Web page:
If you’re planning to buy some beef to throw on the grill over the next few weeks, expect to pay up to three times more than you did just a couple of years ago, when our domestic supply was plentiful due to a historic cattle selloff. Since 2021, ranchers have been coping with drought and record feed prices, which forced many of them to send their animals for slaughter earlier than usual. And while that led to a higher supply and steadier prices back then, now it is resulting in falling production, empty shelves, and a painful spike in prices at grocery stores.
According to industry sources familiar with the matter, we’re about to see the worst of meat shortages, and costs are about to explode for US consumers, who may have to trade their traditional steaks for cheaper alternatives for the rest of the year and into 2024.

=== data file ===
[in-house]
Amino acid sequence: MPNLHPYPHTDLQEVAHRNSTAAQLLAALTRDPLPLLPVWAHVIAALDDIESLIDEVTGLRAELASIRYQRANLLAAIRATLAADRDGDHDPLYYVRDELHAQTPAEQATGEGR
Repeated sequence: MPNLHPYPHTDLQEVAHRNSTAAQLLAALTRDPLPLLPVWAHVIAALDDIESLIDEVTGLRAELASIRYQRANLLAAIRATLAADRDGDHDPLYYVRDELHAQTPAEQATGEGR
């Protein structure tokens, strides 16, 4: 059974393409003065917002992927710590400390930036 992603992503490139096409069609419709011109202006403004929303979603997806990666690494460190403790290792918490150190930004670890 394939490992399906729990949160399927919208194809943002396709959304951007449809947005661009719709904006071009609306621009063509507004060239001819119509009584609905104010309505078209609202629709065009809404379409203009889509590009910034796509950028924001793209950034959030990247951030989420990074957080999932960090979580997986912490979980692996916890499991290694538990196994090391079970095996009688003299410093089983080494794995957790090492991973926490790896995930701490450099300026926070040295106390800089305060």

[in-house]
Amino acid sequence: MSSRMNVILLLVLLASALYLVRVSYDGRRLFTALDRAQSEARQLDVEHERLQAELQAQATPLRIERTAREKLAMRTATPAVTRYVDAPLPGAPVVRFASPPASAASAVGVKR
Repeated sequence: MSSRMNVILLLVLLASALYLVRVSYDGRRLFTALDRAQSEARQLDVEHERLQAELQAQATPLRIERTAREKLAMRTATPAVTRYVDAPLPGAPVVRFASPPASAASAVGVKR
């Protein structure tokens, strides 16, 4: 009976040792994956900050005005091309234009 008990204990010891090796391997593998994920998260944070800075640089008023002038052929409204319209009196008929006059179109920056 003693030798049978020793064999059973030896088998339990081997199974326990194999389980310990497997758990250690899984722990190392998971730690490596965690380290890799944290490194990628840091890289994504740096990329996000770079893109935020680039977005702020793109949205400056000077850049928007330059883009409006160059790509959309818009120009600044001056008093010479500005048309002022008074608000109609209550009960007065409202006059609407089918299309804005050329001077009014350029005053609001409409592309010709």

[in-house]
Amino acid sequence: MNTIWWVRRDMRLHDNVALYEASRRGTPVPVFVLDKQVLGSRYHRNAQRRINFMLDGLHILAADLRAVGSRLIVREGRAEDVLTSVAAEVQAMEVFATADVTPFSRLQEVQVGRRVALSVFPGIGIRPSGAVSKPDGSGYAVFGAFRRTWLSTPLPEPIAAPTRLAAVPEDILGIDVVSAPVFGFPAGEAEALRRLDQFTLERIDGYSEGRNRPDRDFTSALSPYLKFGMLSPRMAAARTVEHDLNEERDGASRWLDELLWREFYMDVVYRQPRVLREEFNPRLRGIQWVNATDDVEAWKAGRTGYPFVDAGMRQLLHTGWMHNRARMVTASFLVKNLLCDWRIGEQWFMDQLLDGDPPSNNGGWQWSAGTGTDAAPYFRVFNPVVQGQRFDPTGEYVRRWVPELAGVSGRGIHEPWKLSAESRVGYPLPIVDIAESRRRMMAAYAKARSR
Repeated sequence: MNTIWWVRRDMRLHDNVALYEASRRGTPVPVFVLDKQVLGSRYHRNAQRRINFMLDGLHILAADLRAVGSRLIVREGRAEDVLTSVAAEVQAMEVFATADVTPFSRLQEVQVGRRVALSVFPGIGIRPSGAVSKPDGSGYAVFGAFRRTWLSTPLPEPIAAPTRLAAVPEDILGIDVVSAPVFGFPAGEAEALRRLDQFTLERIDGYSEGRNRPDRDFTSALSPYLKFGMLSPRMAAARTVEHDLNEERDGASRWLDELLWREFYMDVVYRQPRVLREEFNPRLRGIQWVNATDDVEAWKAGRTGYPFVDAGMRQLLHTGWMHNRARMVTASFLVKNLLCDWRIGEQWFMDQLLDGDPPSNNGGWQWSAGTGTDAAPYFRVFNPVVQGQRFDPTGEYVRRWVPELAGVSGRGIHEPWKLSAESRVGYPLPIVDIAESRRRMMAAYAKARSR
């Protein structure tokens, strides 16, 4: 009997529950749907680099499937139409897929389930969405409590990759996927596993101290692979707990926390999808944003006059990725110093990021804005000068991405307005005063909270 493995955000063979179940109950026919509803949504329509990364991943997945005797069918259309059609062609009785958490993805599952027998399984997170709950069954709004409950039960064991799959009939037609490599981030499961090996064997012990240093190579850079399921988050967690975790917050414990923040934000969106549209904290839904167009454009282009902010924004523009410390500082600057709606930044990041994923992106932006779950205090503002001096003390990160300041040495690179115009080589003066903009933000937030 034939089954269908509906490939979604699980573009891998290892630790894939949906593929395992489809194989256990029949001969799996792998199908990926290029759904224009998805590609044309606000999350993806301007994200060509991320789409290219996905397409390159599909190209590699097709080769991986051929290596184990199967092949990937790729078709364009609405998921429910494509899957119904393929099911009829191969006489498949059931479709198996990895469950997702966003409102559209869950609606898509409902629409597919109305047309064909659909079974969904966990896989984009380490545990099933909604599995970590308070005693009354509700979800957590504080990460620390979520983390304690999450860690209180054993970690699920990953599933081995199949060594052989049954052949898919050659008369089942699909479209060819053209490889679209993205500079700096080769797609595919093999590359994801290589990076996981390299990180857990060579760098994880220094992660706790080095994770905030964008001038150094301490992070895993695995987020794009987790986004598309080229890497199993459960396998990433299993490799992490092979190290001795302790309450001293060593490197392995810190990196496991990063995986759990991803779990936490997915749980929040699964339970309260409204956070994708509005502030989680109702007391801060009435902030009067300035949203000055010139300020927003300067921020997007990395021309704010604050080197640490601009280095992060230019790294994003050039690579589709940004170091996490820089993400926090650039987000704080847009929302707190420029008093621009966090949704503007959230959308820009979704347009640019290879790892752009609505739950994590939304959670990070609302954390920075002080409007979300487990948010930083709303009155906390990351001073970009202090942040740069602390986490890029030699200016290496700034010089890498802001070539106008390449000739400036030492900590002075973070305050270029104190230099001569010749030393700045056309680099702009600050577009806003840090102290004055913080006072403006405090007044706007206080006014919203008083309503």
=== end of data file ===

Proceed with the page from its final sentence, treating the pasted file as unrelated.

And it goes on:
Our domestic beef cow herd is currently at its smallest size since 1962. And now ranchers who fatten cattle have finally gained leverage in sales negotiations over the meatpackers that dominate the market. The US Department of Agriculture reports that tightening cattle supplies are expected to cause a significant year-over-year decrease in beef production, the first decline since 2015.